[This is the true story of the darkest few months of my life. I hope and believe others can learn from it. It revolves around my daughter Anna, and Anna has reviewed and given her consent for me to post each of the parts in this series. It is her desire for others to learn from her experience. She has blogged on this experience from her perspective this week as well.]
Anna spent four days at White Pines. The most important thing accomplished there was just putting some time between the suicide attempt and when she came back home. It was probably as important for Christy and me (and Brittany and Kyra) as it was for Anna. We were terrified of what would happen when she came back.
We were allowed one 30 minute visit per day. Every day we made the trek to Saginaw (one hour) to visit her. Every time it was surreal — checking in, waiting in the meeting room as a nurse went to fetch our kid, hearing her stories about what life was like on the ward. She wasn’t scared but it certainly helped her to continue to realize how good she had it. And she was put on medication at White Pines. She still takes it now. So do many other people in our family.
That week we all started getting therapy. As I knew it would, it had varying degrees of effectiveness for each of us, but it was critical to at least get “checked out,” just like you would after a serious car accident. Some individual sessions, some family sessions — whatever was needed.
Then came the hard part. On what was surely one of the most exciting and yet scary days of our lives, we brought our little girl home from the treatment center and started learning how to live again. It didn’t happen overnight. We’re still learning, in fact. To this day when she is upstairs in the bathtub for more than fifteen minutes, Christy and/or I get nervous and have to check on her. Christy still does occasional random body checks to look for cuts. (Anna is doing excellent with this.) If Anna is in a bit of a down mood (down moods still happen on antidepressants — they don’t take away your ability to feel, they just keep the black cloud from descending, where you fall into the abyss) and approaches me with her hair wrapped in a towel and kisses me and says, “Goodnight daddy,” sometimes my heart still skips a beat. I swallow hard and sometimes fear flashes across my face so that before I’ve even said anything Anna will say, “Daddy, I will see you tomorrow. I’m tired today, but I’m okay. I promise.” Usually I’ll set her on my lap and I’ll hold her for a few minutes and then I’m okay. When she first got out of the hospital her reassurances did almost no good, but we’ve begun to trust her again. We’ve seen so many amazing changes in her. Just a few weeks ago my wife said to me as we were observing Anna with some of her friends, “I think we almost have our Anna back.”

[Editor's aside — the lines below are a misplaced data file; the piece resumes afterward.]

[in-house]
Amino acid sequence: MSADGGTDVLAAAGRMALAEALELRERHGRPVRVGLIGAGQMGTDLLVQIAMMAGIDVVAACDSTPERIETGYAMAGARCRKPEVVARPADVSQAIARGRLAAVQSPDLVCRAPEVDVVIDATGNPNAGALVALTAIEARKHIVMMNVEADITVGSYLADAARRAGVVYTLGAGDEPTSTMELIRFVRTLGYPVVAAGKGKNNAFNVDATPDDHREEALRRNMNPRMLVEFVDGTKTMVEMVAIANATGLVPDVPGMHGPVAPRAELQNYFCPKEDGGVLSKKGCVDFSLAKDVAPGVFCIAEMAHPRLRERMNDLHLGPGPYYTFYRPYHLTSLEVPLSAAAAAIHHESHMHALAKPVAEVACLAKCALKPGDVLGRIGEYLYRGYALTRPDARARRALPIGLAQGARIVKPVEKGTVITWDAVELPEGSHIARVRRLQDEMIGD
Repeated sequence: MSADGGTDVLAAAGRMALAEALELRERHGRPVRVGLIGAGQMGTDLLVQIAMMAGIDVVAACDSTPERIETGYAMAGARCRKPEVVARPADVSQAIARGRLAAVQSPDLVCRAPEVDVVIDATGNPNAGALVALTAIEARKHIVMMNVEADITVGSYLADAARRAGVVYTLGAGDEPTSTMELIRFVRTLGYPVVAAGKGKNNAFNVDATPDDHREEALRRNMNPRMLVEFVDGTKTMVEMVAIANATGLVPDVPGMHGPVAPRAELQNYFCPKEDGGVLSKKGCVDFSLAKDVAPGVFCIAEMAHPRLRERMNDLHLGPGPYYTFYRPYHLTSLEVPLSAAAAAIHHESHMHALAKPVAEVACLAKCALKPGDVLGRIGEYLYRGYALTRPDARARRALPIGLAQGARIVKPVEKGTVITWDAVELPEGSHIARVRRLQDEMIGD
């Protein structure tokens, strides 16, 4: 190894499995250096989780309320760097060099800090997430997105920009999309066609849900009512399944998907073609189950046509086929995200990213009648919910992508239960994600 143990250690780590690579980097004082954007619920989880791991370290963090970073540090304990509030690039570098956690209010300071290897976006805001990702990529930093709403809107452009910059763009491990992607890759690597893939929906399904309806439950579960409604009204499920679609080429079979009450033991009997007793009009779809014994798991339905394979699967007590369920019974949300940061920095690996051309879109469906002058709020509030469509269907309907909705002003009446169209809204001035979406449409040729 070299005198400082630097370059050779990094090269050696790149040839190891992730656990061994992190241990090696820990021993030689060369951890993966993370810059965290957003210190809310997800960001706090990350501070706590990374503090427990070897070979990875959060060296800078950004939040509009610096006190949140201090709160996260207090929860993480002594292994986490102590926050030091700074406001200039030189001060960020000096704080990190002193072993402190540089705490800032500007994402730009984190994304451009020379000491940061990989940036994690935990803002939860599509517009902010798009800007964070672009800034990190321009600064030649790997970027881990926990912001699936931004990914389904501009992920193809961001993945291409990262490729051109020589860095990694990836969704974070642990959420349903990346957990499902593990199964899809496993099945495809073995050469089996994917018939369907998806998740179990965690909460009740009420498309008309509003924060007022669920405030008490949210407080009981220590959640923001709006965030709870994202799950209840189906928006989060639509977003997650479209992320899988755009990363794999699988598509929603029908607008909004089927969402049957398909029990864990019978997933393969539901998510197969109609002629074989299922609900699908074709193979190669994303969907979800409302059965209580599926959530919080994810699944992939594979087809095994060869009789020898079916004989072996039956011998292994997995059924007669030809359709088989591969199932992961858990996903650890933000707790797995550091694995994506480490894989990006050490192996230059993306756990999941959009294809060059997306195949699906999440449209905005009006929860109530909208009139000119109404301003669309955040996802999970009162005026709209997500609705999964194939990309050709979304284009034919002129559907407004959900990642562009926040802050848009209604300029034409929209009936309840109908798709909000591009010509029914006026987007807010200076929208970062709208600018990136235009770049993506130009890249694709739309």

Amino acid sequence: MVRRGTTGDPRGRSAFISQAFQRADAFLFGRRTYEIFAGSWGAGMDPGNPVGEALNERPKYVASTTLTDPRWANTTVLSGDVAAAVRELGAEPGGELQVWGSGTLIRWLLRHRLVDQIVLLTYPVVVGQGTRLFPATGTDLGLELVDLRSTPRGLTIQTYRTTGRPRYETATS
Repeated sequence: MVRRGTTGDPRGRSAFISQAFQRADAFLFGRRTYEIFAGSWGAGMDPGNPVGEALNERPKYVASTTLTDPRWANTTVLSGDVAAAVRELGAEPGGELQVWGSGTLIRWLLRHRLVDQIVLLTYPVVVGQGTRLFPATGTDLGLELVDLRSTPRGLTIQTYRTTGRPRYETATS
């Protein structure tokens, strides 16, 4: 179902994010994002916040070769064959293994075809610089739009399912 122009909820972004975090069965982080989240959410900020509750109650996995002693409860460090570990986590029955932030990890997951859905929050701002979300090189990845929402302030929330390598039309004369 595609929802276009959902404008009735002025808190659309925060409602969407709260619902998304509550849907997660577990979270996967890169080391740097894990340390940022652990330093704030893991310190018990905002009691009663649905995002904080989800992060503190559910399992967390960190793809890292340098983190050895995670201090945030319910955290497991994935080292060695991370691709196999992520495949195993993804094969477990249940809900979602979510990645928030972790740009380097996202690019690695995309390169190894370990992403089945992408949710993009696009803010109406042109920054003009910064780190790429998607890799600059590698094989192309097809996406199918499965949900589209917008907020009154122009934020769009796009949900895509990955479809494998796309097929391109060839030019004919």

We have experienced many setbacks. Anna still struggles sometimes with wanting to cut, though she hasn’t done it in a long time. When she has cut a few times since getting home, it has been such a struggle. We get so upset, so frustrated, and we are so disappointed that she has had yet another setback. And yet if we get too emotional or negative with her, it will make it increasingly difficult for her to tell us about it and the most important thing for her is to continue to be open with us — that’s what she was missing before. The best thing is that ever since Anna’s wits returned to her in the hospital she has not had a single desire to attempt again. If anything she has been terrified that she might find herself wanting to.
It has been a very difficult journey for her, and for each of us. We lost so much in this fire, some good things (like a large piece of our family innocence, our sense of who we were as a family for a while, etc.) and some bad things (like taking life for granted, thinking that we have more control than we ever really could, etc.). But we have gained more than we have lost — by far. We have our daughter back and she is healthier and more whole than she has been in a long time. We have the knowledge of what we have been through as a family and that’s something we share only with each other. Speaking for myself, I have spent months learning to let go, to not hold my baby so tightly. I learned that even if we check on her every five minutes in the bathtub, she could slip her head under water and be gone in an instant if she chose. There’s really nothing we can do to keep her alive. She has to want to live and now, thank God, she does. This confrontation with our powerlessness (which is what suffering always brings), painful though it has been, has brought new depth, perspective, and compassion into my life. And it has shown Anna how deeply she is loved by so many people.
I’ll bring this series to a close tomorrow with some counsel for those who might be in a similar situation, dealing with a loved one who wants to die, or someone who has recently attempted suicide.